FAIR VALUE OF FINANCIAL INSTRUMENTS
|6 Months Ended|
Jun. 30, 2017
|Fair Value Disclosures [Abstract]|
|FAIR VALUE OF FINANCIAL INSTRUMENTS||
NOTE 9: FAIR VALUE OF FINANCIAL INSTRUMENTS
Pursuant to the accounting guidance for fair value measurement and its subsequent updates, fair value is defined as the price that would be received to sell an asset or paid to transfer a liability (i.e., the “exit price”) in an orderly transaction between market participants at the measurement date. The accounting guidance establishes a hierarchy for inputs used in measuring fair value that minimizes the use of unobservable inputs by requiring the use of observable market data when available. Observable inputs are inputs that market participants would use in pricing the asset or liability based on active market data. Unobservable inputs are inputs that reflect the assumptions market participants would use in pricing the asset or liability based on the best information available in the circumstances.
The fair value hierarchy is broken down into the three input levels summarized below:
● Level 1 —Valuations are based on quoted prices in active markets for identical assets or liabilities and readily accessible by us at the reporting date. Examples of assets and liabilities utilizing Level 1 inputs are certain money market funds, U.S. Treasuries and trading securities with quoted prices on active markets.
● Level 2 —Valuations based on inputs other than the quoted prices in active markets that are observable either directly or indirectly in active markets. Examples of assets and liabilities utilizing Level 2 inputs are U.S. government agency bonds, corporate bonds, commercial paper, certificates of deposit and over-the- counter derivatives.
● Level 3 —Valuations based on unobservable inputs in which there are little or no market data, which require the Company to develop its own assumptions.
The following tables present the Company’s fair value hierarchy for all its financial assets, in thousands, by major security type measured at fair value on a recurring basis as of June 30, 2017:
There were no financial assets outstanding that were required to be measured at fair value at December 31, 2016.
Warrants containing provisions that could require the Company to settle the warrants in cash in an event outside the Company’s control or that have price protection rights are accounted for as liabilities, with changes in the fair values included in net loss for the respective periods. Because some of the inputs to the valuation model are either not observable or are not derived principally from or corroborated by observable market data by correlation or other means, the warrant liability is classified as Level 3 in the fair value hierarchy.
The following table summarizes the changes in the Company’s Level 3 warrant liability for the six months ended June 30, 2017:
There were no transfers between Level 1, Level 2 or Level 3 for the three and six months ended June 30, 2017 and year ended December 31, 2016.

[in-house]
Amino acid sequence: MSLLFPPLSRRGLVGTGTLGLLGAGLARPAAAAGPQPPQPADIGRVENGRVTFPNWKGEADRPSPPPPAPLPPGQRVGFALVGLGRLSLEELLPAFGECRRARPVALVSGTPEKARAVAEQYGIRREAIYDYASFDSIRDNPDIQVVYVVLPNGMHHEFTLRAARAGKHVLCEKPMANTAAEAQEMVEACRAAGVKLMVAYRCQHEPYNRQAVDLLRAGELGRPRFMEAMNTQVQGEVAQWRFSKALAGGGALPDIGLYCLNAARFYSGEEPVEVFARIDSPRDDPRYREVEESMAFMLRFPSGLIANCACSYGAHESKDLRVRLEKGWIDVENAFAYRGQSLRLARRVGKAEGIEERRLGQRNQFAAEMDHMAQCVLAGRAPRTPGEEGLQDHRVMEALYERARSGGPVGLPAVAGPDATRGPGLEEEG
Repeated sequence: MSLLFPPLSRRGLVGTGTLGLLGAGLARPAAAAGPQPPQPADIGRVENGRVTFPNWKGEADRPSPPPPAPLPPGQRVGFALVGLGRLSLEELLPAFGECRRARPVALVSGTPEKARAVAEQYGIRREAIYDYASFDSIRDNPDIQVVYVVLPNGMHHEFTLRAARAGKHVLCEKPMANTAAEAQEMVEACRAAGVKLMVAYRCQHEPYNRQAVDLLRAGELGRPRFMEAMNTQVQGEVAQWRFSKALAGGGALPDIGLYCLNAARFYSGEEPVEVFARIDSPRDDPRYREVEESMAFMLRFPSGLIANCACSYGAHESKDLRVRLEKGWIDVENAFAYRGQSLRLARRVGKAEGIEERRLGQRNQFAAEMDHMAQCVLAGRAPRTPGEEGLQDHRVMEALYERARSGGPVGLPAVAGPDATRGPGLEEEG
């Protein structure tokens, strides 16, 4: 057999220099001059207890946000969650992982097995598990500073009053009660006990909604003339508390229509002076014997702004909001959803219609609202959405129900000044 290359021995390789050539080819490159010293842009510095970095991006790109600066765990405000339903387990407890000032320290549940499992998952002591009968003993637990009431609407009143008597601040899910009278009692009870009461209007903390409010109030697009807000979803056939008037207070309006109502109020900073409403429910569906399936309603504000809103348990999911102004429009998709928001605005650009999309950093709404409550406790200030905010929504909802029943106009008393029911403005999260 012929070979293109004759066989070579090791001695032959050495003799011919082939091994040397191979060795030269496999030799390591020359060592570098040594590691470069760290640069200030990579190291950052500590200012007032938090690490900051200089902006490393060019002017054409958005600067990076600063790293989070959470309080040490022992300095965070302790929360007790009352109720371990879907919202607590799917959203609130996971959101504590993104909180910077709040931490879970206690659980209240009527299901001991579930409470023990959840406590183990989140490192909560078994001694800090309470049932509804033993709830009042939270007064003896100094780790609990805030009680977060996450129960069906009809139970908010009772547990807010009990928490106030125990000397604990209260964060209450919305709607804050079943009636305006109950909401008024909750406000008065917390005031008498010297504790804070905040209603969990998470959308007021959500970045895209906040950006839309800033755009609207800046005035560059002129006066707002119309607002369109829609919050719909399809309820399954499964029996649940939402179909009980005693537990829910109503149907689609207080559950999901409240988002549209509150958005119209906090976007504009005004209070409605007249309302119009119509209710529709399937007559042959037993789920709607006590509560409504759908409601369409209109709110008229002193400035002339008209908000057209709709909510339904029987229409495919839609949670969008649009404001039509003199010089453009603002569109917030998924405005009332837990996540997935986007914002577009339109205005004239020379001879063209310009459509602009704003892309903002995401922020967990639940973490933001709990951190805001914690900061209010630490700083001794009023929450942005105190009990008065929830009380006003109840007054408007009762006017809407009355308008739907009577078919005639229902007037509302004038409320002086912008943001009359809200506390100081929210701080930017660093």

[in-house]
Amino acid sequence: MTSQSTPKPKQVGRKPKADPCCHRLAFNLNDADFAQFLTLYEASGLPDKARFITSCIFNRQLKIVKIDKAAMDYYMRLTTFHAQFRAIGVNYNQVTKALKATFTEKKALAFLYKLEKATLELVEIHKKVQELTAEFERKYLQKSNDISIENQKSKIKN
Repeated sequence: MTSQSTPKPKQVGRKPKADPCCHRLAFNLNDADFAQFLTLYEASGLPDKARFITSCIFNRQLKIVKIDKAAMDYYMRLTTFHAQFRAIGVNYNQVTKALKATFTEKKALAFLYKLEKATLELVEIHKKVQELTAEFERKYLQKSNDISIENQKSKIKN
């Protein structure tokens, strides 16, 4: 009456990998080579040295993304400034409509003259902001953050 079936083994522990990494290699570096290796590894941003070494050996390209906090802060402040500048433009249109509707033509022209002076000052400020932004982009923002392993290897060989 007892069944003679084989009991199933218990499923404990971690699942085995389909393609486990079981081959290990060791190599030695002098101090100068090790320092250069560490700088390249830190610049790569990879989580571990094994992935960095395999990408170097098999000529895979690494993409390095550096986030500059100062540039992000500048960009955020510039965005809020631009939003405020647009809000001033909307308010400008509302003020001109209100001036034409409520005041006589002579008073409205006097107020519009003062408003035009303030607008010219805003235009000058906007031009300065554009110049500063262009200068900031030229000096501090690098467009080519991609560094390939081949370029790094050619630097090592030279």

The entire disclosure for the fair value of financial instruments (as defined), including financial assets and financial liabilities (collectively, as defined), and the measurements of those instruments as well as disclosures related to the fair value of non-financial assets and liabilities. Such disclosures about the financial instruments, assets, and liabilities would include: (1) the fair value of the required items together with their carrying amounts (as appropriate); (2) for items for which it is not practicable to estimate fair value, disclosure would include: (a) information pertinent to estimating fair value (including, carrying amount, effective interest rate, and maturity, and (b) the reasons why it is not practicable to estimate fair value; (3) significant concentrations of credit risk including: (a) information about the activity, region, or economic characteristics identifying a concentration, (b) the maximum amount of loss the entity is exposed to based on the gross fair value of the related item, (c) policy for requiring collateral or other security and information as to accessing such collateral or security, and (d) the nature and brief description of such collateral or security; (4) quantitative information about market risks and how such risks are managed; (5) for items measured on both a recurring and nonrecurring basis information regarding the inputs used to develop the fair value measurement; and (6) for items presented in the financial statement for which fair value measurement is elected: (a) information necessary to understand the reasons for the election, (b) discussion of the effect of fair value changes on earnings, (c) a description of [similar groups] items for which the election is made and the relation thereof to the balance sheet, the aggregate carrying value of items included in the balance sheet that are not eligible for the election; (7) all other required (as defined) and desired information.
Reference 1: http://www.xbrl.org/2003/role/presentationRef